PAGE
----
UNIVERSITY PARK, Pa., March 22, 2011 /PRNewswire-USNewswire/ -- Excessive rain and localized flooding may have impacted the number of students who attended the recent National Archery in the Schools (NASP®) 2011 State Tournament on March 11, but it certainly didn't damper spirits, according to Pennsylvania Game Commission officials, who hosted the event at the Penn State Multi-Sport Facility in University Park, Centre County.
The top schools in each of the three divisions – elementary, middle school and high school – automatically qualified for the upcoming national championships in Louisville, Kentucky, from May 13-14. In addition, those teams that meet minimum qualifying scores also are eligible.
The first place team in the elementary school division (grades fourth through sixth) was Choconut Valley Elementary School. The middle school division champions (grades seventh through eighth) were the archers from New Castle Christian Academy. Williams Valley High School won the high school division (grades ninth through twelfth). In addition, the high school division teams of Halifax High School and Blue Ridge High qualified for the national competition based on their total scores.
Also, 50 individuals who placed first through fifth in the male and female category for each grade level of the elementary division (fourth through sixth) and in the middle and high school divisions also qualified for the national competition.
For a complete list of team and individual results, go to www.nasptournaments.org, scroll down and click on "2011 Pennsylvania NASP® State Tournament."
In mid-2010, the Game Commission began coordinating Pennsylvania's NASP®, which helps Pennsylvania school districts meet physical education curriculum requirements of the state Department of Education, while at the same time introducing them to the world of competitive archery.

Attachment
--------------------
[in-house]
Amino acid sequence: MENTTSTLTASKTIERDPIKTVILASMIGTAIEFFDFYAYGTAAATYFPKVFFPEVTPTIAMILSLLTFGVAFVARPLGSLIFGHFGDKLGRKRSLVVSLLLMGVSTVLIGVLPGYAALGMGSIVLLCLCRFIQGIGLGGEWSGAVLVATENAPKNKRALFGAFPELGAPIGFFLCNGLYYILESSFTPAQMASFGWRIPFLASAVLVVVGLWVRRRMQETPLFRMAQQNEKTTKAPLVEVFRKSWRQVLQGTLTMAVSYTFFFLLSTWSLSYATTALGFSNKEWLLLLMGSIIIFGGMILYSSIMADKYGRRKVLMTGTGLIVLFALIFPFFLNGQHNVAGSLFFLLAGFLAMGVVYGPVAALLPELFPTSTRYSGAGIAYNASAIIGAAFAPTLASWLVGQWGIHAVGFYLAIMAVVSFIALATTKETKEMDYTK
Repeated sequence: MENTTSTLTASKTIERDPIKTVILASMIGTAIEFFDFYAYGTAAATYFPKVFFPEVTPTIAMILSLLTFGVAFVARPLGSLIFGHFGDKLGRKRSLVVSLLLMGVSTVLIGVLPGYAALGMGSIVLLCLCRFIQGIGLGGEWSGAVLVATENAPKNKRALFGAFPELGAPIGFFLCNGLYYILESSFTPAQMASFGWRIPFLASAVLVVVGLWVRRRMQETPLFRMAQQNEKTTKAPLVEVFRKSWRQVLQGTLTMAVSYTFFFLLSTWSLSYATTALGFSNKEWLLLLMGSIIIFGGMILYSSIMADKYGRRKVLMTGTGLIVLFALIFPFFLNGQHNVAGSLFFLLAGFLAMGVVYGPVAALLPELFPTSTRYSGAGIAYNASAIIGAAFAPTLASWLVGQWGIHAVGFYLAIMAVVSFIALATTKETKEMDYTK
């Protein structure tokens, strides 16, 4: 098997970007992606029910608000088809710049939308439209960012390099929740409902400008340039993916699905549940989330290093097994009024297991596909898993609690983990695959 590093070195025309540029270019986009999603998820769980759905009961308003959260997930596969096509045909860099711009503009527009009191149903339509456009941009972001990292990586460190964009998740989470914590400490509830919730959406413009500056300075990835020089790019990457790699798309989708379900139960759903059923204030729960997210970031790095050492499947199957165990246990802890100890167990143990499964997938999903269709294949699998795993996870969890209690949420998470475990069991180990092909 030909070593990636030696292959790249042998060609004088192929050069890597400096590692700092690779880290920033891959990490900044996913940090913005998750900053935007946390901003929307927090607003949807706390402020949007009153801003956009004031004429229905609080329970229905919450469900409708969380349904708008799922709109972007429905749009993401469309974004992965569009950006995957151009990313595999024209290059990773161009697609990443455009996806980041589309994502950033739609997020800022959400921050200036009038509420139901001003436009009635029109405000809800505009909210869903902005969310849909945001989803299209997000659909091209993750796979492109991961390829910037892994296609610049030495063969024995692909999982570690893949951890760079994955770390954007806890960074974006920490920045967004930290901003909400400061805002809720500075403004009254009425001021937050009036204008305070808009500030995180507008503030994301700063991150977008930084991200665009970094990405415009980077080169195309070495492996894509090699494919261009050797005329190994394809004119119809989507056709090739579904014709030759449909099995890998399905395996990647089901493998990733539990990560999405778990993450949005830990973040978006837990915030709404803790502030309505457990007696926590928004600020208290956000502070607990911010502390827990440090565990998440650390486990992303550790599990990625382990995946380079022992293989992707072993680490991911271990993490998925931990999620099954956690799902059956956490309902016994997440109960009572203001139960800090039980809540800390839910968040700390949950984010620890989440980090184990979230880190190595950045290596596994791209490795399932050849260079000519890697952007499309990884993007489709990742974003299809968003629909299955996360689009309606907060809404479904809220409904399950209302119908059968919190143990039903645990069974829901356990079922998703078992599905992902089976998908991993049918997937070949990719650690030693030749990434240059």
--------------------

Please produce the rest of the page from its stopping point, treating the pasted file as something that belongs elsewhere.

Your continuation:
"Pennsylvania NASP® has grown to include an additional 27 schools," said Julie Imes, Game Commission Outreach Coordinator, who oversees NASP® for the agency. "We are going to continue to work with school districts across the state to enroll more schools in the program, and we hope to see even more participants at next year's competition."
According to figures from NASP®, 30 percent of students who participate in the archery program indicate that they are more interested in other shooting sports since taking the archery program in school. Also, more than half of NASP® participants indicated that they wanted to continue target archery and 56 percent wanted to try archery hunting, which has a direct relationship to the Game Commission's mission to recruit and retain hunters.
"From the Game Commission's perspective, NASP® is a win-win situation," Imes noted.
Started in Kentucky, in 2002, NASP® has spread throughout the United States, and is now reaching around the world. By the end of the 2010-11 school year, nine million students will have gone through NASP® lessons in 9,000 schools throughout 47 states, Washington, D.C., Canada, Australia, New Zealand and South Africa. Tournaments are held at the state, national and international levels.
NASP® is a joint venture that partners with state education and wildlife management agencies and archery equipment manufacturers and organizations to promote student education, physical education and participation in the lifelong sport of archery. The program's focus is to provide international-style archery training in physical education classes in grades four through 12.
For more information on Pennsylvania NASP®, visit the Game Commission's website (www.pgc.state.pa.us), put your cursor on "EDUCATION" in the menu bar at the top of the homepage and click on "PGC NASP" in the drop-down menu listing. To get NASP® started in a Pennsylvania school, contact Julie Imes, at the Game Commission headquarters, at 717-787-4250. Also, "PA NASP®" can be found on Facebook by searching for "Pennsylvania NASP®."
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SOURCE Pennsylvania Game Commission